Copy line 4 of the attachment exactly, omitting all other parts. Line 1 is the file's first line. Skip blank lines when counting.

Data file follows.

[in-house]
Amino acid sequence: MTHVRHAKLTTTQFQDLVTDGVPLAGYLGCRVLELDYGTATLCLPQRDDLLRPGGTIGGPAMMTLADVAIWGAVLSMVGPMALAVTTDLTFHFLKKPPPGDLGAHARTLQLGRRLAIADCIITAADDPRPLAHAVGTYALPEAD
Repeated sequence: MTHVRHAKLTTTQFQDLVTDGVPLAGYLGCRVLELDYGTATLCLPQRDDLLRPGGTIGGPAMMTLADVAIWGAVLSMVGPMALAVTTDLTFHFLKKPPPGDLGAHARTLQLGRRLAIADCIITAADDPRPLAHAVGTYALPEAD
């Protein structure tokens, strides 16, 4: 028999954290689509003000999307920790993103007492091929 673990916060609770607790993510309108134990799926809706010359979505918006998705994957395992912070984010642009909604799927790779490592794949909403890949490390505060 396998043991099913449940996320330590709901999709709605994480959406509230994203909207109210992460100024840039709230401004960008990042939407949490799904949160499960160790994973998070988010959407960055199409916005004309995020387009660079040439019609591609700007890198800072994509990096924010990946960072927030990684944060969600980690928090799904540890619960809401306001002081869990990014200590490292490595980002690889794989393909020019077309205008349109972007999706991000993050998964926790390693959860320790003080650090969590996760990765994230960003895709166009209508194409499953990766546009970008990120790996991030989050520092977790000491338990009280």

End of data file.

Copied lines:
């Protein structure tokens, strides 16, 4: 028999954290689509003000999307920790993103007492091929 673990916060609770607790993510309108134990799926809706010359979505918006998705994957395992912070984010642009909604799927790779490592794949909403890949490390505060 396998043991099913449940996320330590709901999709709605994480959406509230994203909207109210992460100024840039709230401004960008990042939407949490799904949160499960160790994973998070988010959407960055199409916005004309995020387009660079040439019609591609700007890198800072994509990096924010990946960072927030990684944060969600980690928090799904540890619960809401306001002081869990990014200590490292490595980002690889794989393909020019077309205008349109972007999706991000993050998964926790390693959860320790003080650090969590996760990765994230960003895709166009209508194409499953990766546009970008990120790996991030989050520092977790000491338990009280």